Most restaurant workers never needed online dating options. They never had to swipe left or endure embellished profiles of those looking for love in virtual spaces. They never had to duck outside to smoke by the dumpster while looking for an after-shift playpal. This wasn’t because they used flip phones — they just had to look no further than their very own coworkers. Let’s not forget, the most serious and best career folks worked 40+ hours a week. Most became family, but some grew into something more.
Before the pandemic, there were non-negotiable expectations from restaurant owners of seven-to-fourteen shifts staffed weekly, a stack of applications for unsung kitchen positions, a live voice taking reservations, and of course, fully stocked stations and accurate wine inventory. Those were just a few necessary pieces for operating success. And if they weren’t in place, there was hell to pay.
Believe me, I know only too well an executive chef’s unchecked wrath.
There was always natural, normal tension between those behind the line and even the boldest of servers. The kitchen was focused on sending out a special with seared seasonal peppers placed just so, accompanied by fresh garnish. The server was hoping they listened and left off the cilantro their customer insisted tasted like a bar of Dial. When that didn’t happen, a quiet battle ensued based on a mutual goal of a great end-user experience. But, ultimately the dish had to be remade, backing up the night for everyone. Or, the server had to secretly wipe off the edge of the plate. Having done the latter with non-life threatening garnish like cilantro was both stressful and risky on many levels.
I could wax on with more examples, and even today I know there are conflicts that stem from the steps between placing an order and serving it. After all, guests are unpredictable and you never know when someone might request an “extra well-done filet mignon but not butterflied.” That alone would give any grill master a spike in blood pressure with the fallout aimed at the messenger.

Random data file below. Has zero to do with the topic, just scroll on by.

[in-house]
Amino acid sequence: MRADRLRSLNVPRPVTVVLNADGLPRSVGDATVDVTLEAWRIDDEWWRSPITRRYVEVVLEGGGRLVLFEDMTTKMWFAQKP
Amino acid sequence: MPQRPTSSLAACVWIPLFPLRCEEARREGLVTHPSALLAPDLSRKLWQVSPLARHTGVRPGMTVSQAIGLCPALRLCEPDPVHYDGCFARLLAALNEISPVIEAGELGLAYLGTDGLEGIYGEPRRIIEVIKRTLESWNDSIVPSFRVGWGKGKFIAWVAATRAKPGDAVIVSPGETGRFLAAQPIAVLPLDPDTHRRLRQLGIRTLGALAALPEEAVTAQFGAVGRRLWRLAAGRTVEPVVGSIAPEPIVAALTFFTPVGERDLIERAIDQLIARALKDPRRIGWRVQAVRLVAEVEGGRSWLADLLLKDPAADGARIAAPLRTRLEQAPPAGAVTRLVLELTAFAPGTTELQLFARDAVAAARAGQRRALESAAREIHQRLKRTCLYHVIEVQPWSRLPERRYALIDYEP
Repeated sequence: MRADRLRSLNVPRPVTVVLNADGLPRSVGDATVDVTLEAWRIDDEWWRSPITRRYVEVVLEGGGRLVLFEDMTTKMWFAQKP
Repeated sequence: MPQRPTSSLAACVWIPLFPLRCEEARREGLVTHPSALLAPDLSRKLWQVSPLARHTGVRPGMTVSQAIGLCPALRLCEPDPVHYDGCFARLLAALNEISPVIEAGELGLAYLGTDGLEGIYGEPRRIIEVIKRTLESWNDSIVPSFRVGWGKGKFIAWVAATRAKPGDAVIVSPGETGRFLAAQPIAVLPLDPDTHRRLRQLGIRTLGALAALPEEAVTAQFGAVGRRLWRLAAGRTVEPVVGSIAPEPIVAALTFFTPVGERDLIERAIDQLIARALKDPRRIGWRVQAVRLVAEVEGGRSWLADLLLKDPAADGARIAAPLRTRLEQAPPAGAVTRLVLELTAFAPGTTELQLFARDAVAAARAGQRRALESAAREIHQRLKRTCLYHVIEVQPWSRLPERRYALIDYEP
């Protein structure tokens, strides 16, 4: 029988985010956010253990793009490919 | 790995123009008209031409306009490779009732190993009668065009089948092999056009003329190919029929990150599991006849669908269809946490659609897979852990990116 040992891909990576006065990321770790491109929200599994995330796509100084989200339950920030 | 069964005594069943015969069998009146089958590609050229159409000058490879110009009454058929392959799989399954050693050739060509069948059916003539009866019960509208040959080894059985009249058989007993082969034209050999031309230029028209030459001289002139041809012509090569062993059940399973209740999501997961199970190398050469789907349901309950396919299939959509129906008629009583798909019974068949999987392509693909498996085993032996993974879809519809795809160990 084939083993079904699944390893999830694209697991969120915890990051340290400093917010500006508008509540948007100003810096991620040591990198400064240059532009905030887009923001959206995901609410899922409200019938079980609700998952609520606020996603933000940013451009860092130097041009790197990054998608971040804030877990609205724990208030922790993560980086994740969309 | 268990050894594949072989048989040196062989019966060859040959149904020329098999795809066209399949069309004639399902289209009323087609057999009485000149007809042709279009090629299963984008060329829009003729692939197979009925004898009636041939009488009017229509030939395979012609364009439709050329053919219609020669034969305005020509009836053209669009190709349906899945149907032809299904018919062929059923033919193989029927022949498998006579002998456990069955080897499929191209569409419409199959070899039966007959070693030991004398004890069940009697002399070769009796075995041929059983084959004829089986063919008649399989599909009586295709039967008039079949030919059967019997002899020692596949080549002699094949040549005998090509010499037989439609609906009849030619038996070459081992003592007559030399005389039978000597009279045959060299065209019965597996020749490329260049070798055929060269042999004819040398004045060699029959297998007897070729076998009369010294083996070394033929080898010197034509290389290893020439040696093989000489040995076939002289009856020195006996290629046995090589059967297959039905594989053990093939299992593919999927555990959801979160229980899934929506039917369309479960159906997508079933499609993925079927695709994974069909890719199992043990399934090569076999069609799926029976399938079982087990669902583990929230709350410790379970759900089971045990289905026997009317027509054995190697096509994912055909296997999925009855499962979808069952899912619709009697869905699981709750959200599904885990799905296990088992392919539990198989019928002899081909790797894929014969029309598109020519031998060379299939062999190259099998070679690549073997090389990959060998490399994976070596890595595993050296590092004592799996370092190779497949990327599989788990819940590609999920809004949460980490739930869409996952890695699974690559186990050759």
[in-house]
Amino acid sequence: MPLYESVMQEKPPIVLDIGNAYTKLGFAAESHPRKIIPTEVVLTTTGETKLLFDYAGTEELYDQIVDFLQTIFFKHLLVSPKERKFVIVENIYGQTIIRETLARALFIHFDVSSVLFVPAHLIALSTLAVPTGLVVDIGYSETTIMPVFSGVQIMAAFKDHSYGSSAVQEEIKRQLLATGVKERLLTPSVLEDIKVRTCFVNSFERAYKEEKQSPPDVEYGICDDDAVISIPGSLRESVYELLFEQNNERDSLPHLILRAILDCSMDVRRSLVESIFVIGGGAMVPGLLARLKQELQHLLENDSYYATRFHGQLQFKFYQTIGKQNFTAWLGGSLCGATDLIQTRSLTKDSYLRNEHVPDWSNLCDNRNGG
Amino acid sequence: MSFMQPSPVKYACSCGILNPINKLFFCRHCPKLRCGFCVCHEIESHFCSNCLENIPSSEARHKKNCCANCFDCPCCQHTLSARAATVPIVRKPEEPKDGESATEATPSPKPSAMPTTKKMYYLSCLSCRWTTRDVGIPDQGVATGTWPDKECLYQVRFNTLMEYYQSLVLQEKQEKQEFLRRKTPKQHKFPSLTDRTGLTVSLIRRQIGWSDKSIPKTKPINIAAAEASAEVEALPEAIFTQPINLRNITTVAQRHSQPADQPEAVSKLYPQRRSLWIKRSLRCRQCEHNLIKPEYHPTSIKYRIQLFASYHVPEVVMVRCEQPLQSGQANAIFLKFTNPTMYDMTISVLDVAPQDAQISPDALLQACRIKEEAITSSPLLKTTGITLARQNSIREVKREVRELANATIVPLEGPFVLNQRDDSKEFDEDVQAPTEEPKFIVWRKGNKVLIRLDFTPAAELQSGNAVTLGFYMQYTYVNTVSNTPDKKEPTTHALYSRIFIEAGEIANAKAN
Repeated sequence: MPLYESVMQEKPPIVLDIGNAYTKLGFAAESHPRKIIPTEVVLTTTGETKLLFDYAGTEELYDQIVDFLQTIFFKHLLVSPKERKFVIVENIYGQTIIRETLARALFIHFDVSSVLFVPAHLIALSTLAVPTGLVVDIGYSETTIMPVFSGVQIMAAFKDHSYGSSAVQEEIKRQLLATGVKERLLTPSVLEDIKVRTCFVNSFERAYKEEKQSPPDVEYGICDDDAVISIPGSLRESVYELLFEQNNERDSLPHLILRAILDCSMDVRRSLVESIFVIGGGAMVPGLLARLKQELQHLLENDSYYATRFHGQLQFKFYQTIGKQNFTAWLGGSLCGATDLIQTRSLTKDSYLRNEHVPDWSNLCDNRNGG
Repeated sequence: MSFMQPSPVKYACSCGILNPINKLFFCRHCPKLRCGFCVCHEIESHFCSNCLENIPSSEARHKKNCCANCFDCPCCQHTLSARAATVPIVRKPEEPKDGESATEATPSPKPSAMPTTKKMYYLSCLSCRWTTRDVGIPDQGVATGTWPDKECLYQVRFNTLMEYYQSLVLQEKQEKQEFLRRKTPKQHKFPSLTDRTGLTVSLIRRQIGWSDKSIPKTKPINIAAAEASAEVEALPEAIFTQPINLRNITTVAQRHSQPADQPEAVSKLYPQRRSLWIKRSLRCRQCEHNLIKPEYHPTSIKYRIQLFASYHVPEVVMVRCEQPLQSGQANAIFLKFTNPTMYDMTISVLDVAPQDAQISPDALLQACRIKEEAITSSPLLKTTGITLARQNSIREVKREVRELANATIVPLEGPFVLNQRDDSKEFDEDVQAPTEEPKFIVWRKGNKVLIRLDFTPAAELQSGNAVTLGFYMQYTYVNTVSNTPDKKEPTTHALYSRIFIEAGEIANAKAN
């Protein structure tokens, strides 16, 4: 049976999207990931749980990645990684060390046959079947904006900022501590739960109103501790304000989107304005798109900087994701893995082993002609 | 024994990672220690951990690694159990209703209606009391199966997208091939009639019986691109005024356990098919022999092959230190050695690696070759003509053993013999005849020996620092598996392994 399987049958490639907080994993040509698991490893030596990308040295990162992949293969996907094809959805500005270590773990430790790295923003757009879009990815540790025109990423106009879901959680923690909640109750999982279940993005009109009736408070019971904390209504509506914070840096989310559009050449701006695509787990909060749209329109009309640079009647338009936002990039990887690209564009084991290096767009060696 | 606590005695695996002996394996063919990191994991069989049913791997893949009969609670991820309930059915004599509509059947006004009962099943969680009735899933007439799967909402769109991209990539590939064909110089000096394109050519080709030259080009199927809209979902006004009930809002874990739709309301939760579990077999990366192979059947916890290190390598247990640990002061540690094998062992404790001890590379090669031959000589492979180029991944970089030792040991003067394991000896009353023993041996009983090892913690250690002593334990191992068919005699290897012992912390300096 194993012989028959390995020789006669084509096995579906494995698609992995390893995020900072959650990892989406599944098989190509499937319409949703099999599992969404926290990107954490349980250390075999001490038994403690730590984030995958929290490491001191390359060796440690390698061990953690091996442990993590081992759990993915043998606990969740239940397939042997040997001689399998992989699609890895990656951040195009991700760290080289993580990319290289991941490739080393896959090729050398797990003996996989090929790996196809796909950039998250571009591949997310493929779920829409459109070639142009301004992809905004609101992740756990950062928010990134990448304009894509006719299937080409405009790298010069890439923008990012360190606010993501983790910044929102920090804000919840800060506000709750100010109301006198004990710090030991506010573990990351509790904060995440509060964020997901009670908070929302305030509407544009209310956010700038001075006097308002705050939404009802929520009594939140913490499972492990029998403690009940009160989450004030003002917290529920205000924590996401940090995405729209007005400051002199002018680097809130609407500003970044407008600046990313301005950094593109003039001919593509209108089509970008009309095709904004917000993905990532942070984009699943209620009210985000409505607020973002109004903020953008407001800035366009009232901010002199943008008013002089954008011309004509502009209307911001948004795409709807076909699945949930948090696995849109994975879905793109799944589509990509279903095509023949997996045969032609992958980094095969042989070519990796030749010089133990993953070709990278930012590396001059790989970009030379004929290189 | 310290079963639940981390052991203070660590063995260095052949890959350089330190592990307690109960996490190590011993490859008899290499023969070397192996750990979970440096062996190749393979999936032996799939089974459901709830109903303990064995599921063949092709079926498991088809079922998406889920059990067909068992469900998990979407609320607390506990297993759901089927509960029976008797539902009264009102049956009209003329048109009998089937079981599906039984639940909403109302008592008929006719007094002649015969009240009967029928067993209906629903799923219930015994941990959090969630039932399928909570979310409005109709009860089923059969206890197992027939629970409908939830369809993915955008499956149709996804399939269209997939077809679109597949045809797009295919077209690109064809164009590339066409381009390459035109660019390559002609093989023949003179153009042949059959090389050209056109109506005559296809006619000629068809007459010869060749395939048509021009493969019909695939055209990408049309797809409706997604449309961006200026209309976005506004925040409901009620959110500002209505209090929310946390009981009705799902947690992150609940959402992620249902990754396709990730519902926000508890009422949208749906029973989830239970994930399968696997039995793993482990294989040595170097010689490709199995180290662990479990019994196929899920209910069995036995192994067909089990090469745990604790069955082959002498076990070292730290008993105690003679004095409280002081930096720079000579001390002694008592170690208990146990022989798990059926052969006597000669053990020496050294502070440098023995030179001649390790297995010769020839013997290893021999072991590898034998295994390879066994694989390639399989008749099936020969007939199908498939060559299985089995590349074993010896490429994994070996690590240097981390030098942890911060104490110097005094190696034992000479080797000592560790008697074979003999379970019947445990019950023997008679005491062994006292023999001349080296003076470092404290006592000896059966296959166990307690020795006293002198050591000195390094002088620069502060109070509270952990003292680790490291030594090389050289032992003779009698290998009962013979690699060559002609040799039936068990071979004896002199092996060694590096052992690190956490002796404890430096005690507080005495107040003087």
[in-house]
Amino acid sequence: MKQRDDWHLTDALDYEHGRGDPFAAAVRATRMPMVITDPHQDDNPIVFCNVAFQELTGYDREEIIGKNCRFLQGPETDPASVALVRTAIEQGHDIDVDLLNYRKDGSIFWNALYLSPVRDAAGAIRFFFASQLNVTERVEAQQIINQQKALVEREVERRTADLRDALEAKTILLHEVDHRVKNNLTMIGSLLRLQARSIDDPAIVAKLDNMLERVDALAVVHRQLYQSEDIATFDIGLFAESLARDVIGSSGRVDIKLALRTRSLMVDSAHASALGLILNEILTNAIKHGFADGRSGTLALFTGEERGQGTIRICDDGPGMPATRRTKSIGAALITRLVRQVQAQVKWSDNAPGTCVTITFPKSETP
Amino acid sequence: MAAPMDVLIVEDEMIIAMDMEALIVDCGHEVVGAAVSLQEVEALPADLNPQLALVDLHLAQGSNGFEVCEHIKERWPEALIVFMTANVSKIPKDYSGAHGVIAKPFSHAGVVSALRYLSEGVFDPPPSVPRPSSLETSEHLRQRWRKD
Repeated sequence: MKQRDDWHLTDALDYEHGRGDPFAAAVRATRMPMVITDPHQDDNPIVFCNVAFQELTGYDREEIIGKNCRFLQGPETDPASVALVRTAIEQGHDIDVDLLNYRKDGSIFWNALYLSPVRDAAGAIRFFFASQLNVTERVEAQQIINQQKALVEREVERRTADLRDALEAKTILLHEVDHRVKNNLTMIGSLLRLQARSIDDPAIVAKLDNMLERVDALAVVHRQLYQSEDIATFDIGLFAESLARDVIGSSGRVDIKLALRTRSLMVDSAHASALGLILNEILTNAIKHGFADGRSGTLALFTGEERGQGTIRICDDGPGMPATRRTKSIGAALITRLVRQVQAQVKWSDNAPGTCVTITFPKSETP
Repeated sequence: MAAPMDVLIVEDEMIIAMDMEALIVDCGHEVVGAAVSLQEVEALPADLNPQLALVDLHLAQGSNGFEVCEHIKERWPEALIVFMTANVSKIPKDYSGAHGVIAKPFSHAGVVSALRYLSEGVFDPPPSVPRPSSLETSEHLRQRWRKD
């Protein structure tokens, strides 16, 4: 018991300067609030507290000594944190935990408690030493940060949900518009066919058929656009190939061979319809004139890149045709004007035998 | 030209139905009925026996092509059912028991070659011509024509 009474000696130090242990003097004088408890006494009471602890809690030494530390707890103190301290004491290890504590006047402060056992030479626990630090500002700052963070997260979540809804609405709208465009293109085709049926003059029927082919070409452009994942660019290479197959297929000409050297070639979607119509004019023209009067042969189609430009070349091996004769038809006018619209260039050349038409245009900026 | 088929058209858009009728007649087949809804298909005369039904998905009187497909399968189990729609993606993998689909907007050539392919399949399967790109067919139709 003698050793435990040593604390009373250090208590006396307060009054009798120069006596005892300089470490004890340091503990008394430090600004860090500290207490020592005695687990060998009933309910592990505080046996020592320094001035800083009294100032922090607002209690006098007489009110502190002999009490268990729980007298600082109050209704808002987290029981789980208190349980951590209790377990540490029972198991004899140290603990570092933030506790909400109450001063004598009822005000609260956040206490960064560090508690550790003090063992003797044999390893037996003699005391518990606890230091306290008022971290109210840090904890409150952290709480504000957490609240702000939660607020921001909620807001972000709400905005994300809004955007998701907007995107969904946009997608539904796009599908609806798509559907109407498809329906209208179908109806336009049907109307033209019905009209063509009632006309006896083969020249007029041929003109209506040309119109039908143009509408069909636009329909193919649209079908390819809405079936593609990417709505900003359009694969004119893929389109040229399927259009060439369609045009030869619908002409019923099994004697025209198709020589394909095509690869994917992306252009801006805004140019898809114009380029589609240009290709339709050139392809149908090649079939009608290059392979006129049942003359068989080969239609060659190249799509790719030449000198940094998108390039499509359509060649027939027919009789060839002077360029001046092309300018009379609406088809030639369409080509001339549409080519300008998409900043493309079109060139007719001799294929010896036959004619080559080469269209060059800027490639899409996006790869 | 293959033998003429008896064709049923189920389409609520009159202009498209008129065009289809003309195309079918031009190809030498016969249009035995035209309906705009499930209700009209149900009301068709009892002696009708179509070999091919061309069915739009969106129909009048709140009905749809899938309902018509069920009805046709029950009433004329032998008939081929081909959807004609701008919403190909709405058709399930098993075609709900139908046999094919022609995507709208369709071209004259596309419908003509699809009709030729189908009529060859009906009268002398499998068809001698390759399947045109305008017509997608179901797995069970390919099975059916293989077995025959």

What I do know for sure is most restaurant people aren’t working 40+ hours a week in close quarters anymore, which is the secret sauce for forming those relationships, family-like or otherwise. I know self-service and paying the check by QR code has weakened the link between a server and her guests. I know the expense and scarcity of favorite ingredients has forced chefs to dummy down their craft. To that point, I was saddened to learn of a restaurant that previously offered linen service switching to paper napkins. Like other changes, it’s part of the owner’s lifeline to keep her business running.
What I don’t know is if we’ll ever fully go back. For over 25 years, I made it my life’s work to be in the trenches in the restaurant industry. Prior to that, I put in 10 years in a corporate hospitality marketing gig. That was when making out in the walk-in was commonplace and a chef had no problem screaming at a server to get the F&^# out of the kitchen and never set foot back in. Yet, no one was surprised the two of them were in the walk-in later that same night.
Like most memories, I’m sure I’m forgetting the sharp edges. Admittedly, some things are safer and more politically correct in a good way. But like my paper napkin-embracing friend says, too many are basic survival tactics forever changing the art of the meal.
The real point? Everyone knows I’m the flakiest of snowflakes. It’s been touted here before, but we won’t be able to afford a full-service dining experience if Question D passes on the November 8 Portland ballot. Yes, I do think increasing the minimum wage is necessary for many retail and service-based workers. But leave the sub-minimum tipped credit wage out of it. We all know our restaurant owners are strapped as it is.
Do people not realize that front-of-house workers, and all other tipped employees already make minimum wage, and most good ones earn beyond it? Even without Question D, if minimum wage isn’t reached with the help of tips, employers automatically make up the difference? That’s the law as it stands today and it isn’t broken.
So, let’s do the right thing and show our restaurants love by saying NO on Question D.
Natalie Haberman-Ladd is an award-winning columnist, freelance writer, and Portland restaurant veteran. She loves Boston sports, California cabernets, and has never sampled a cheese she didn’t like. Reach her at [email protected].